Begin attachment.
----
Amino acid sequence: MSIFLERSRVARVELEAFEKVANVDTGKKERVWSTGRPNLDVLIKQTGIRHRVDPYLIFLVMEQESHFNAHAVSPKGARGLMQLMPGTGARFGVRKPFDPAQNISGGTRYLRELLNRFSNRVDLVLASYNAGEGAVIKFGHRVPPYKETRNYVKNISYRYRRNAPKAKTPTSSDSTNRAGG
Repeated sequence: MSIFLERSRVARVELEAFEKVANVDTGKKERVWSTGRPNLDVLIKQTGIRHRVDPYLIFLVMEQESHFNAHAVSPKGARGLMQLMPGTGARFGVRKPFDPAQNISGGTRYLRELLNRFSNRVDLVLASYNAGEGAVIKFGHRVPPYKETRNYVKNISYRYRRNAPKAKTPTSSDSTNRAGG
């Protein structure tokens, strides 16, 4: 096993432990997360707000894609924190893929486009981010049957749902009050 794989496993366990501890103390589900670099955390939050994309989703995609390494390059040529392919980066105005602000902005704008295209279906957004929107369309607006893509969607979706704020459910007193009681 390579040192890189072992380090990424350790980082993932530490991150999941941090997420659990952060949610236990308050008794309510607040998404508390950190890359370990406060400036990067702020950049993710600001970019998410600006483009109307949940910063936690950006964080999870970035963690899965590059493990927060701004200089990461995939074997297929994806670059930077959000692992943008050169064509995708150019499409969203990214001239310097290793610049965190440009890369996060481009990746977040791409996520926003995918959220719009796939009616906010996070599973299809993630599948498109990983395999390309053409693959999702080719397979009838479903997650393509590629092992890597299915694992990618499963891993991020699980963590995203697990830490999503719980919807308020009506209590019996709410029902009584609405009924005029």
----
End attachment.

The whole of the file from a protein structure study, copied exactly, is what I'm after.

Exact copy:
Amino acid sequence: MSIFLERSRVARVELEAFEKVANVDTGKKERVWSTGRPNLDVLIKQTGIRHRVDPYLIFLVMEQESHFNAHAVSPKGARGLMQLMPGTGARFGVRKPFDPAQNISGGTRYLRELLNRFSNRVDLVLASYNAGEGAVIKFGHRVPPYKETRNYVKNISYRYRRNAPKAKTPTSSDSTNRAGG
Repeated sequence: MSIFLERSRVARVELEAFEKVANVDTGKKERVWSTGRPNLDVLIKQTGIRHRVDPYLIFLVMEQESHFNAHAVSPKGARGLMQLMPGTGARFGVRKPFDPAQNISGGTRYLRELLNRFSNRVDLVLASYNAGEGAVIKFGHRVPPYKETRNYVKNISYRYRRNAPKAKTPTSSDSTNRAGG
């Protein structure tokens, strides 16, 4: 096993432990997360707000894609924190893929486009981010049957749902009050 794989496993366990501890103390589900670099955390939050994309989703995609390494390059040529392919980066105005602000902005704008295209279906957004929107369309607006893509969607979706704020459910007193009681 390579040192890189072992380090990424350790980082993932530490991150999941941090997420659990952060949610236990308050008794309510607040998404508390950190890359370990406060400036990067702020950049993710600001970019998410600006483009109307949940910063936690950006964080999870970035963690899965590059493990927060701004200089990461995939074997297929994806670059930077959000692992943008050169064509995708150019499409969203990214001239310097290793610049965190440009890369996060481009990746977040791409996520926003995918959220719009796939009616906010996070599973299809993630599948498109990983395999390309053409693959999702080719397979009838479903997650393509590629092992890597299915694992990618499963891993991020699980963590995203697990830490999503719980919807308020009506209590019996709410029902009584609405009924005029």